However, if the local DSC determines that it cannot authorize the session itself, the local DSC sends an authorization request message to the authoritative DSC requesting authorization for establishing a session for the particular entity. Upon receiving the authorization request message from the local DCS, the authoritative DSC determines whether a session should be authorized for the particular entity. In one embodiment, upon receiving the authorization request, the authoritative DSC determines the number of connections that are currently established for the particular client. In certain embodiments, the authoritative DSC retrieves a “global” session count to determine the number of sessions that are currently established for the particular entity. The authoritative DSC then compares the global session count with a “total” session threshold value that is associated with the particular entity. In this context, the total session threshold value represents the total number of sessions that are to be allowed for a particular entity at any one point in time.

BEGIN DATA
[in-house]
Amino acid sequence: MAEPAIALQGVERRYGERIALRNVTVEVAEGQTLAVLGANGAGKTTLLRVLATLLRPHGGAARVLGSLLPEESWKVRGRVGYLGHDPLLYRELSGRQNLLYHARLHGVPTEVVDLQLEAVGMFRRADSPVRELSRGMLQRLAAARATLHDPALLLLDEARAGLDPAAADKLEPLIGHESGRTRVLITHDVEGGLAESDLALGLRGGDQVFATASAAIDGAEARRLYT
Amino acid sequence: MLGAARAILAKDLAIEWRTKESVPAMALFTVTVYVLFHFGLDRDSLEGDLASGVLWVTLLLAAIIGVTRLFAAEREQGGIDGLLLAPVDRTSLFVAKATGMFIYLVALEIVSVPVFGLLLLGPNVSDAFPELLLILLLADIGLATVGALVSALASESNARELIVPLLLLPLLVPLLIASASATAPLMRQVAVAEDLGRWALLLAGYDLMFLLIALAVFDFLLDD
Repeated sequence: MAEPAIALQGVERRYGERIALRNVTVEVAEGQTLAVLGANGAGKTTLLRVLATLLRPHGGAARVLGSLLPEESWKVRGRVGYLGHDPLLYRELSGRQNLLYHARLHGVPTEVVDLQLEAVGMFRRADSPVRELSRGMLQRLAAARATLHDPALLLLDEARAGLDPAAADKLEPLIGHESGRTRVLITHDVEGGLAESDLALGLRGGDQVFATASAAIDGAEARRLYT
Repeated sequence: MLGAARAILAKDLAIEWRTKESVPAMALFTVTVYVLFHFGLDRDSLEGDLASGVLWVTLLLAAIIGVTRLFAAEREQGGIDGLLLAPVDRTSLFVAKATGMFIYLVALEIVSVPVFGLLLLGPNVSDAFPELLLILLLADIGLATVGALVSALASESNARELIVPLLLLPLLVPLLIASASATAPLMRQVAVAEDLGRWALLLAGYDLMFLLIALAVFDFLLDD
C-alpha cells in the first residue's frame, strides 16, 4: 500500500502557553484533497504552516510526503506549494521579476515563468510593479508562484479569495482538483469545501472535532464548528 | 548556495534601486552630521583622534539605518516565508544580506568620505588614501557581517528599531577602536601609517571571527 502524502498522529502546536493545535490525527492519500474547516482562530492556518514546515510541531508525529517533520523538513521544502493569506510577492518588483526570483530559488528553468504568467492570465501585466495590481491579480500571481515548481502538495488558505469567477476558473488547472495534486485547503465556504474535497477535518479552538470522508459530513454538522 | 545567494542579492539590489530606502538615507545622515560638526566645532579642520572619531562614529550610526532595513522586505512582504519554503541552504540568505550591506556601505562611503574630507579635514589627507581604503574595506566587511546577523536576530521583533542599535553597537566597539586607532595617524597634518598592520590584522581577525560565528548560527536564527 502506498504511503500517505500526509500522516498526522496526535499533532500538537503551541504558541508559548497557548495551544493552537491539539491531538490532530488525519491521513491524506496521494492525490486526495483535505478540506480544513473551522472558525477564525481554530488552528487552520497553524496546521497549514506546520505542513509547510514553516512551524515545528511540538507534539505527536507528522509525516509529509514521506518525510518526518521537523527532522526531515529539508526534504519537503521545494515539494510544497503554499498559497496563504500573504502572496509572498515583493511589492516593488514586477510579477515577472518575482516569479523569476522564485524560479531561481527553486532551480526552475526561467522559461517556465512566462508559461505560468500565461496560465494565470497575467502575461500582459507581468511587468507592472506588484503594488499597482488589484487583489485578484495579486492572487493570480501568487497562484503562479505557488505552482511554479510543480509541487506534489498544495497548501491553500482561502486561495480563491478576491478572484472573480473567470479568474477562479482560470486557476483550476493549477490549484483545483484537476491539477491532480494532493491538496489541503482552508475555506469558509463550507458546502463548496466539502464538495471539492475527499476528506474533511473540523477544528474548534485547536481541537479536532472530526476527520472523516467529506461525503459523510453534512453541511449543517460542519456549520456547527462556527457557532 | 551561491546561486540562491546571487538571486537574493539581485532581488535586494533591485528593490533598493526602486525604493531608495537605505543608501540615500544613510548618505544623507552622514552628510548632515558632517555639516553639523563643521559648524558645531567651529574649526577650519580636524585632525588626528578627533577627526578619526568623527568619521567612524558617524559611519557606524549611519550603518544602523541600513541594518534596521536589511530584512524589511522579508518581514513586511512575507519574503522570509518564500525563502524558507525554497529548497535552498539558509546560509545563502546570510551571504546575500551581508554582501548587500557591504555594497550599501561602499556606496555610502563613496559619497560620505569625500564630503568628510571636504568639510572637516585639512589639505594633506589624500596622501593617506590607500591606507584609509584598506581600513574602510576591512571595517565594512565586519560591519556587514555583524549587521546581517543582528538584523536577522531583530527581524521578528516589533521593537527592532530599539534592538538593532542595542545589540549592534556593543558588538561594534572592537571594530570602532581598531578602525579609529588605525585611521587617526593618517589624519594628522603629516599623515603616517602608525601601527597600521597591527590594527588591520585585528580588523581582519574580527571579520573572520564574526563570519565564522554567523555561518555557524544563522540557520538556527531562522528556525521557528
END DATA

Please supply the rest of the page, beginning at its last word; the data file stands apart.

Based on the comparison, the authoritative DSC determines whether the session should be allowed for the particular entity. If the authoritative DSC determines that the session should not be authorized, the authoritative DSC returns an Authorization Denied message back to the local DCS. The local DSC then sends an Authorization Denied message to the network access server to indicate that the session should not be established with the client for the particular entity.

Alternatively, if the authoritative DSC determines that the session should be authorized, the authoritative DSC returns an Authorization Granted message back to the local DSC. The local DSC then sends an Authorization Granted message to the network access server to indicate that the session can be established with the client for the particular entity.